Will the new FICO 08 credit scoring model have an effect on you?

| No Comments | No TrackBacks

FICO 08 - The Exciting New Credit Scoring Flub-up

By Guest Blogger:
Jim Malmberg, Executive Director of ACCESS (American Consumer Credit Education Support Services), a non-profit organization dedicated to educating the public on matters relating to credit and privacy issues.

Credit scores are nothing new. ACCESS has been saying for years that credit scoring doesn't work, but that has had little effect on whether or not companies use the scores to grant credit. Finally last year, FairIsaac - the company that provides the most commonly used credit scoring system called FICO - had to admit that its system was broken and open to manipulation. But did they scrap credit scores completely? No. They invented a new score called FICO 08. And from what we can see, this score is no better than the old one.

FICO credit scores range from a low of 350 to a high of 850. The higher your credit score is, the less you have to pay in interest when you take out a loan. A low FICO score can cause your insurance rates to go up, and can even prevent you from getting a job. This is because credit scores aren't used solely for the purpose of granting credit. Insurance companies use them against you when issuing an insurance policy, and many employers use them to see how "responsible" you are.

If you think that your credit score is determined by human beings, you would be incorrect. Credit scores are determined by a mathematical algorithm that is a closely guarded secret. There is nobody sitting in a room someplace, reviewing your credit history and then assigning you a number. Instead, your information is fed into a computer that simply spits out a number. This is the first problem all credit scores.

Because 79% of credit reports contain errors, the data used to determine your credit score is likely incorrect. But this is only the first problem.

An even larger issue is that any mathematical algorithm can eventually be manipulated. That's just what happened in the case of FICO scores. For years, people have been able to increase their credit score by becoming the authorized used on someone else's credit card, as long that the person holding that card pays their bills on time and has a good credit score themselves. While you may think that this is a bad thing, it's not when it is used properly. For instance, if you have a child who you want to help establish good credit, you can simply place that child on some of your existing credit cards. This will give your child a much better chance of being able to open up credit in their own name.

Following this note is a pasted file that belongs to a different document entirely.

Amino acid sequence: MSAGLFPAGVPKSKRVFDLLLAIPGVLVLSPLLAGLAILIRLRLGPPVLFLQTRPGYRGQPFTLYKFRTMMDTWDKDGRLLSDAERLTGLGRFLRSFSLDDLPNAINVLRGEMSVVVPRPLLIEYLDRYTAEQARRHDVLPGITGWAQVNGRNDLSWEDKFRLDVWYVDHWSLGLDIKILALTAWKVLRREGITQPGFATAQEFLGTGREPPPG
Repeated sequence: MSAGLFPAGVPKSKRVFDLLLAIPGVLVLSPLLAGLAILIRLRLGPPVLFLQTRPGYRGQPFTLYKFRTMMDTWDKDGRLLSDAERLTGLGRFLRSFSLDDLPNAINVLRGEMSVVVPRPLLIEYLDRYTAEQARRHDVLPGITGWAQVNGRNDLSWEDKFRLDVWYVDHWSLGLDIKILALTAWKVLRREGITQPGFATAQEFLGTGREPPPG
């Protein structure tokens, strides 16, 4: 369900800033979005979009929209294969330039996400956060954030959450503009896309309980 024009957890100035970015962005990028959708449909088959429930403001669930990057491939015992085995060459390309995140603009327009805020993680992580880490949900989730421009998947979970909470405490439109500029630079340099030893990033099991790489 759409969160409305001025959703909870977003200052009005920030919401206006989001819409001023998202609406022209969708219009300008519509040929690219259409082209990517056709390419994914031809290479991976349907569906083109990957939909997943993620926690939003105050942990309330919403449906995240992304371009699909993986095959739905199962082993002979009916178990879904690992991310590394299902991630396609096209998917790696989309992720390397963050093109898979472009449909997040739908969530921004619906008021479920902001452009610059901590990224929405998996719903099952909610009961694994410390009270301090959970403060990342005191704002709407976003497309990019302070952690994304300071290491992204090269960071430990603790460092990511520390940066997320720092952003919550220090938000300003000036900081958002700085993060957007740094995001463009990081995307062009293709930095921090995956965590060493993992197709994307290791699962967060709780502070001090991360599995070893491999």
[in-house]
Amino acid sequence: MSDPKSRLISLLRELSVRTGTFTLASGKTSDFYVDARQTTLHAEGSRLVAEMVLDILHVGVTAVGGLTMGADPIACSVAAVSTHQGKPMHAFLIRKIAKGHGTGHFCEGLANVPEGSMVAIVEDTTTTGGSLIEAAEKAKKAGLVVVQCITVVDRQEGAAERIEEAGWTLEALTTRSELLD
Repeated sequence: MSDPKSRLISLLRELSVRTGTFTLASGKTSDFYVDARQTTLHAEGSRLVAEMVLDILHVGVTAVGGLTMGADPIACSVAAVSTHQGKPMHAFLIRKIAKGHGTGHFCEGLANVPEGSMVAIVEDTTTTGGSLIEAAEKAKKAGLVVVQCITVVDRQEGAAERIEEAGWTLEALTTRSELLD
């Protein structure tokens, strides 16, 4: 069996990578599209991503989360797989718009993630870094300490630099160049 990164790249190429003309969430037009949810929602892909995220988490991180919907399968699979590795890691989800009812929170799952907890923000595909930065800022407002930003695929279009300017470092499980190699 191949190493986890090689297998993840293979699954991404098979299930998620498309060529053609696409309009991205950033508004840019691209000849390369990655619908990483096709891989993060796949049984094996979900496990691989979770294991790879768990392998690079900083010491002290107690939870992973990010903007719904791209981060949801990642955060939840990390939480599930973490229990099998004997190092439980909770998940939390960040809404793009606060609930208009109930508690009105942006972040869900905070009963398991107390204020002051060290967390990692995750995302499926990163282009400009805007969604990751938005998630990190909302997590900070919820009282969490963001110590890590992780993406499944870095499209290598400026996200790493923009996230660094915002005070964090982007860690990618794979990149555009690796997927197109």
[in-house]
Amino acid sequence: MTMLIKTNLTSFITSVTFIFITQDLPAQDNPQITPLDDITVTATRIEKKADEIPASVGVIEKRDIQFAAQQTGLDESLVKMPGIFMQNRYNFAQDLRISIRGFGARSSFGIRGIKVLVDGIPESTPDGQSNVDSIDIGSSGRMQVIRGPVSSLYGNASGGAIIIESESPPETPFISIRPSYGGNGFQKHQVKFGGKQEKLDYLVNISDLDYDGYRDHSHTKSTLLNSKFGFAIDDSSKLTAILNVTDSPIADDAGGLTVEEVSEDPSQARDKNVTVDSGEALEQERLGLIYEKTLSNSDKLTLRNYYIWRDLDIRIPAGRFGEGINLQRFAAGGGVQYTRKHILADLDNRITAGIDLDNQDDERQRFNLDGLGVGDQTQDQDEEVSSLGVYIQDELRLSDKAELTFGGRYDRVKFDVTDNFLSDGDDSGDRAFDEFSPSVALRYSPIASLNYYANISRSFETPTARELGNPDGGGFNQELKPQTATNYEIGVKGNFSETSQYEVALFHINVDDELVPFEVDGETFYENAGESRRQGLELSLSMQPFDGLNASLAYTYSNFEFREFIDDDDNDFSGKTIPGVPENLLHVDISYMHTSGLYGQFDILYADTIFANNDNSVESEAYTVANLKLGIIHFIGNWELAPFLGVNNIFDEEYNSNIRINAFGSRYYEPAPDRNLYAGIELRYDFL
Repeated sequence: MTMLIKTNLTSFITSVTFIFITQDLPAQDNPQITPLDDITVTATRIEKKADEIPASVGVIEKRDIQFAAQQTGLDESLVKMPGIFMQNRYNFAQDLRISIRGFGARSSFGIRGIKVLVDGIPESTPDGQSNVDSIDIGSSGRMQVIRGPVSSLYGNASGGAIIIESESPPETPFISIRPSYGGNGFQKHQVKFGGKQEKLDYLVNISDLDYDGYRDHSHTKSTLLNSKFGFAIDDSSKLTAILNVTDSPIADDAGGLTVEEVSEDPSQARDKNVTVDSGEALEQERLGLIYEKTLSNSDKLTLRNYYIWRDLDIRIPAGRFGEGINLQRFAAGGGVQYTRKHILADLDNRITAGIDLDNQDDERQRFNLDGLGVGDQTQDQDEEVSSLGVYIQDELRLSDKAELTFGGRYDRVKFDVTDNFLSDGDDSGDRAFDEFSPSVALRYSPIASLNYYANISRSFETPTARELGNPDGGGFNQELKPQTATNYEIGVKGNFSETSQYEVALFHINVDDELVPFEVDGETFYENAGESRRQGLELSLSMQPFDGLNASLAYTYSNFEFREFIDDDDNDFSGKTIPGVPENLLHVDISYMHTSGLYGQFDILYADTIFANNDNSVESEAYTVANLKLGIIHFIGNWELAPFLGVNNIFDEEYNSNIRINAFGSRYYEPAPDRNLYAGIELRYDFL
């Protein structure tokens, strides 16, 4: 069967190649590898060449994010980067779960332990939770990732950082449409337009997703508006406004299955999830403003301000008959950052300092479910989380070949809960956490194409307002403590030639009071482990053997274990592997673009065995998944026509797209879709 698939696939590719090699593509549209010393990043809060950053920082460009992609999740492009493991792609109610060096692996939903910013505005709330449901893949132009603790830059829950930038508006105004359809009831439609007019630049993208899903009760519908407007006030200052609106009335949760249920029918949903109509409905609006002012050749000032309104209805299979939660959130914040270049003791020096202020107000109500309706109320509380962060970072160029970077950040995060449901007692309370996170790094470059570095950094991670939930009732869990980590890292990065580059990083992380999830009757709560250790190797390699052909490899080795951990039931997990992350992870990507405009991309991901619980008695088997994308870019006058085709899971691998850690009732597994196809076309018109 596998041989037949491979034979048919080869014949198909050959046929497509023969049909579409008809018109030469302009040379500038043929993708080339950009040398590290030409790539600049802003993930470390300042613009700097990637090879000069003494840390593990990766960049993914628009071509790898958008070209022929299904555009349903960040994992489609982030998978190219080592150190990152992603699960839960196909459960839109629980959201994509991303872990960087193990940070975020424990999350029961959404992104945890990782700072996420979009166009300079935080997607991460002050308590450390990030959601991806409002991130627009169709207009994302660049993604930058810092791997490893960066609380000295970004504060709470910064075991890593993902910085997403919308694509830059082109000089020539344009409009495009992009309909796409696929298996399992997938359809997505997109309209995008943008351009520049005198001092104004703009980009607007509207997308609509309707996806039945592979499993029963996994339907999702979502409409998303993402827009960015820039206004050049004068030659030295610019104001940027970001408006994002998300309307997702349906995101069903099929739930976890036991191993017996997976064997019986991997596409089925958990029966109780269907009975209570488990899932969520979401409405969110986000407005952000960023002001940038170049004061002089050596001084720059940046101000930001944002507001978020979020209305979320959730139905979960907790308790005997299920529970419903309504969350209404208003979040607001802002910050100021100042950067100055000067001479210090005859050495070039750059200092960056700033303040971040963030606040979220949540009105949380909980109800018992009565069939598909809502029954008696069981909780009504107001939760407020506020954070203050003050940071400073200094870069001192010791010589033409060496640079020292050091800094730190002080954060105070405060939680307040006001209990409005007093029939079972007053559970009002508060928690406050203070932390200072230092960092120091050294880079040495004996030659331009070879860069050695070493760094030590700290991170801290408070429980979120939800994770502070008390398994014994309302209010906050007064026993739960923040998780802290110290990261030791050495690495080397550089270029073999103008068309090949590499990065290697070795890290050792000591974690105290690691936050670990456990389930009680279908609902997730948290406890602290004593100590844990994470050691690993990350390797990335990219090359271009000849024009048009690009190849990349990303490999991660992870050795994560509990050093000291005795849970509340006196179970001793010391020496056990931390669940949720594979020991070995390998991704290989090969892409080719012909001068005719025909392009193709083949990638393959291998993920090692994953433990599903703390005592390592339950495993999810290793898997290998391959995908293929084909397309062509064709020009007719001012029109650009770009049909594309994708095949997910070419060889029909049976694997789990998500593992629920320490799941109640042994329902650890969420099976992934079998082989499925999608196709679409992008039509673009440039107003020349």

Unfortunately, FICO would allow up to 100 people to be placed on a single credit account. Since nobody has 100 children, this ability to increase your credit score started to get abused. Companies sprang up that would charge people with bad credit thousands of dollars to be placed on the accounts of people with good credit.

A simple fix to this problem would have been to limit the number of people that could be added to any individual credit account to three or four. But Fair Isaac came up with a different solution. FICO 08 will eliminate the ability of parents, or anyone, to help a trusted family member out. No longer will authorized user accounts be used to determine a credit score.

On the bright side, FICO 08 may help some people that have an occasional late payment. The score will be more forgiving to those who pay the majority of their bills on time. But those who are chronically late in paying their bills will find that the new score is even harder on them than the original FICO.

Have something you would like to blog about? Let me know


To help promote consumer awareness during National Consumer Protection Week, Give Me Back My Credit will be donating a minimum of 10 books to consumers who email their story about credit reporting errors, identity theft, debt collection abuses , mortgage servicing fraud or other issues that have affected their financial security. Please indicate in email if you are willing to have your story (and or name) featured in a future blog.

No TrackBacks

TrackBack URL: http://www.givemebackmycredit.com/cgi-bin/mt/mt-tb.cgi/132

Leave a comment

A memoir exposing the steep price consumers pay when facing mortgage servicing errors, inaccurate credit reporting, illegal debt collection practices, identity theft and weak consumer protection laws. THE BOOK » DENISE'S STORY »